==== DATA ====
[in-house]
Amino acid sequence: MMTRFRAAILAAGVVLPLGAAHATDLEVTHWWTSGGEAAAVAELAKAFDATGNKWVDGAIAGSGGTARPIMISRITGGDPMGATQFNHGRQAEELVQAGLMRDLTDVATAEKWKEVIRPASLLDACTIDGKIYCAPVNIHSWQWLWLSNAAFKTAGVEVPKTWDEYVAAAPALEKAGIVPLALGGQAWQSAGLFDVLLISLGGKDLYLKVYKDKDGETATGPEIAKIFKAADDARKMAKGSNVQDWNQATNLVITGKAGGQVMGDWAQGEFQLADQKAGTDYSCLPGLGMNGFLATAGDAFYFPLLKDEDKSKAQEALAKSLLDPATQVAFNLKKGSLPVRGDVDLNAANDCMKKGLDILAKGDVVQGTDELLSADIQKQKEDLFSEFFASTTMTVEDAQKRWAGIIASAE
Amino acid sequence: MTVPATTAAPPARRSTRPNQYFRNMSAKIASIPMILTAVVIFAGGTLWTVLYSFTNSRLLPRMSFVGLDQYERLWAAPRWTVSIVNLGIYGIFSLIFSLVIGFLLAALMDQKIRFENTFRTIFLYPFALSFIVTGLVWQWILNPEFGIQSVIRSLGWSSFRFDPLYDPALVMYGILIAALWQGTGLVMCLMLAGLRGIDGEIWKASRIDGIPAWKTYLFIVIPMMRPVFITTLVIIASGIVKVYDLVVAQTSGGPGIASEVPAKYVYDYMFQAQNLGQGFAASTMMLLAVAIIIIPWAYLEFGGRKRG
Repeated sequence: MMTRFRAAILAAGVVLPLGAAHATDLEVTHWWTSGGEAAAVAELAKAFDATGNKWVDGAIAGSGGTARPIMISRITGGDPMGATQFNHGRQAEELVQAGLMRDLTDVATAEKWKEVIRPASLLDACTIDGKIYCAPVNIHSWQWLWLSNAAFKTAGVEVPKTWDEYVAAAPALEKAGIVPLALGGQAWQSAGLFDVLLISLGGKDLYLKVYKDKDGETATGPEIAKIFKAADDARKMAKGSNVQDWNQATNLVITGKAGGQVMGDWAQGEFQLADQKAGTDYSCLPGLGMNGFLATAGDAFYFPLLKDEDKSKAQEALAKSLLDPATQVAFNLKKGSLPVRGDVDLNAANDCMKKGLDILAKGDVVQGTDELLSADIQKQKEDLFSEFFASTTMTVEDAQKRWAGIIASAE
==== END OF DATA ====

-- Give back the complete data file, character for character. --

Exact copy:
[in-house]
Amino acid sequence: MMTRFRAAILAAGVVLPLGAAHATDLEVTHWWTSGGEAAAVAELAKAFDATGNKWVDGAIAGSGGTARPIMISRITGGDPMGATQFNHGRQAEELVQAGLMRDLTDVATAEKWKEVIRPASLLDACTIDGKIYCAPVNIHSWQWLWLSNAAFKTAGVEVPKTWDEYVAAAPALEKAGIVPLALGGQAWQSAGLFDVLLISLGGKDLYLKVYKDKDGETATGPEIAKIFKAADDARKMAKGSNVQDWNQATNLVITGKAGGQVMGDWAQGEFQLADQKAGTDYSCLPGLGMNGFLATAGDAFYFPLLKDEDKSKAQEALAKSLLDPATQVAFNLKKGSLPVRGDVDLNAANDCMKKGLDILAKGDVVQGTDELLSADIQKQKEDLFSEFFASTTMTVEDAQKRWAGIIASAE
Amino acid sequence: MTVPATTAAPPARRSTRPNQYFRNMSAKIASIPMILTAVVIFAGGTLWTVLYSFTNSRLLPRMSFVGLDQYERLWAAPRWTVSIVNLGIYGIFSLIFSLVIGFLLAALMDQKIRFENTFRTIFLYPFALSFIVTGLVWQWILNPEFGIQSVIRSLGWSSFRFDPLYDPALVMYGILIAALWQGTGLVMCLMLAGLRGIDGEIWKASRIDGIPAWKTYLFIVIPMMRPVFITTLVIIASGIVKVYDLVVAQTSGGPGIASEVPAKYVYDYMFQAQNLGQGFAASTMMLLAVAIIIIPWAYLEFGGRKRG
Repeated sequence: MMTRFRAAILAAGVVLPLGAAHATDLEVTHWWTSGGEAAAVAELAKAFDATGNKWVDGAIAGSGGTARPIMISRITGGDPMGATQFNHGRQAEELVQAGLMRDLTDVATAEKWKEVIRPASLLDACTIDGKIYCAPVNIHSWQWLWLSNAAFKTAGVEVPKTWDEYVAAAPALEKAGIVPLALGGQAWQSAGLFDVLLISLGGKDLYLKVYKDKDGETATGPEIAKIFKAADDARKMAKGSNVQDWNQATNLVITGKAGGQVMGDWAQGEFQLADQKAGTDYSCLPGLGMNGFLATAGDAFYFPLLKDEDKSKAQEALAKSLLDPATQVAFNLKKGSLPVRGDVDLNAANDCMKKGLDILAKGDVVQGTDELLSADIQKQKEDLFSEFFASTTMTVEDAQKRWAGIIASAE